To the Moon is the story of a dying man’s final wish. He wants to go to the moon. He doesn’t remember why he wants to go to the moon. Sometime before he fell ill, he hired the services of Sigmund Corp, a company that can send people into the minds of the dying in order to change memories so that they can remember whatever they want as they die.
Have you ever been so sick that you thought you were going to die? I have not. But, I have often thought about my past as I lie awake in the deepest parts of the night. What would I change if I could re-do it all? Who would I treat differently? What career path would I take? If I changed one thing, would that completely change me? What if I knew what I wanted to do with my life when I was 15 rather than 25?
To the Moon explores these kind of themes as it sends two scientists into the dying man’s memories to piece together the mysteries of his life in order to fulfill his wish. They have to work their way through his memories in reverse, so you learn about his life backwards. Through this exploration, we see how childhood decisions can affect the course of an entire life, and the game is also quick to remind us how the smallest action or object can have great significance to a person.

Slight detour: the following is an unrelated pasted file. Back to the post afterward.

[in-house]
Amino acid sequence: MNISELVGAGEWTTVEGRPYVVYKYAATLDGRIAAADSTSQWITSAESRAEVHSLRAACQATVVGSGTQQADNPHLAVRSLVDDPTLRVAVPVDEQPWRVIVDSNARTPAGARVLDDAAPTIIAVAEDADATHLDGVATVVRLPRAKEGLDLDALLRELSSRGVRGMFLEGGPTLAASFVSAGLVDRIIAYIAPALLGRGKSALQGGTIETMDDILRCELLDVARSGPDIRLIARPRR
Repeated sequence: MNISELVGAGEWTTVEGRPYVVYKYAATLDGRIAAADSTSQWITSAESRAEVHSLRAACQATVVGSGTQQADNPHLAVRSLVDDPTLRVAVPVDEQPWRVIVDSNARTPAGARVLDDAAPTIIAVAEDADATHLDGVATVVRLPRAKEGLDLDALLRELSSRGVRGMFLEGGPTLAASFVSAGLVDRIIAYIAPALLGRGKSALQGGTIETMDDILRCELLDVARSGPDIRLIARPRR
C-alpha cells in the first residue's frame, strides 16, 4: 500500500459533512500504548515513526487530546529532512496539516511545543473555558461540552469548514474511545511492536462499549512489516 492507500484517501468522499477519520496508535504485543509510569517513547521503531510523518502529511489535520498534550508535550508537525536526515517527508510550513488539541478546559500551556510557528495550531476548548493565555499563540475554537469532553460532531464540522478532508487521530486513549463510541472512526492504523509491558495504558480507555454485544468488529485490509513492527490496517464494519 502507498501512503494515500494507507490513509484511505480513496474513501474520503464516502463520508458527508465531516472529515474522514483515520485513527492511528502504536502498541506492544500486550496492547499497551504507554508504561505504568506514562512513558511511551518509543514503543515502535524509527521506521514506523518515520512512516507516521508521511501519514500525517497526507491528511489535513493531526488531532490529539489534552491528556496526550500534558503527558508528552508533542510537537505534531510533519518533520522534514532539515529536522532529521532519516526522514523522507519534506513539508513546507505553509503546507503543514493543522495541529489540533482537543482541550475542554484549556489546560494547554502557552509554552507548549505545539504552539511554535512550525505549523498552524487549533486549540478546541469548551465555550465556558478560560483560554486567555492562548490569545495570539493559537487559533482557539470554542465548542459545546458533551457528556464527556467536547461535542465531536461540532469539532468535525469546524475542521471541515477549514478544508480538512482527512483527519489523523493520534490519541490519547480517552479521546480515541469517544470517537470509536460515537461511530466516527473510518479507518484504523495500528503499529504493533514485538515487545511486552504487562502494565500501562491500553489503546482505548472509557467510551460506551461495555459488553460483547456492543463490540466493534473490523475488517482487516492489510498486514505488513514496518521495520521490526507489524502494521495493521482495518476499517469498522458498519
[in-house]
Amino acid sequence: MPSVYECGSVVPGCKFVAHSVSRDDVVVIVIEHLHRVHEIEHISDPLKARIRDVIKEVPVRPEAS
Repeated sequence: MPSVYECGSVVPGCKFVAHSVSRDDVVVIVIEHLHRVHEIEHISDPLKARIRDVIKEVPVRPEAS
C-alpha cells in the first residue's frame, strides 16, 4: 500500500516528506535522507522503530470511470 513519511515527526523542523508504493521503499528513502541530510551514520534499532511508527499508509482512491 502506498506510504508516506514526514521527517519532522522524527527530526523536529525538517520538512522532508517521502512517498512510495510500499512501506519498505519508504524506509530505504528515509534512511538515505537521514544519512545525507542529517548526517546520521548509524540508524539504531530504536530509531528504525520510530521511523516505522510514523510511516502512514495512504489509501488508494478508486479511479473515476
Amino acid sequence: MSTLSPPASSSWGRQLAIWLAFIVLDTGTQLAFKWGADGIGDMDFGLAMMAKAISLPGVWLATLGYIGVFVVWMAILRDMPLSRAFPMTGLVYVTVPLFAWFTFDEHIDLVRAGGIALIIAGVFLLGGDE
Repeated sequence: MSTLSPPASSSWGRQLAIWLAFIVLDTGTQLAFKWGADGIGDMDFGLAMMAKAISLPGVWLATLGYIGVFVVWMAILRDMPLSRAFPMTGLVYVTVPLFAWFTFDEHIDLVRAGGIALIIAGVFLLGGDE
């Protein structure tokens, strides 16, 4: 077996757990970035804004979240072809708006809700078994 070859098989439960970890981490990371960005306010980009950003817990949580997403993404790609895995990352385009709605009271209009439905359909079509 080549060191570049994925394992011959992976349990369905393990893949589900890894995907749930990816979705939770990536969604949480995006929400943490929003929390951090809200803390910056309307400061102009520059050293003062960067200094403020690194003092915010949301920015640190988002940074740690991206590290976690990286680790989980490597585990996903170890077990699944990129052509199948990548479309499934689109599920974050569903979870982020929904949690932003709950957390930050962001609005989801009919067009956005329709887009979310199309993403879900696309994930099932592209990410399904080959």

I played through the entire game in about four hours, but the story of the game has stayed with me for a couple days. In that brief amount of time, I laughed. And I cried. And I questioned my own fitness as a husband and father. It made me consider what the important things in life are: love, family, friends, listening, learning, nostalgia, fun, and laughter. I ended up caring more for those 16-bit sprites than I have for many modern film, television, or videogame characters.
To the Moon took me on a journey. It didn’t take me into outer space, but it definitely took me on a tour of my thoughts and feelings. I highly recommend it. It has some of the best writing I’ve experienced in videogames.
(As of this writing, To the Moon is available on Steam for $3. Go get it.)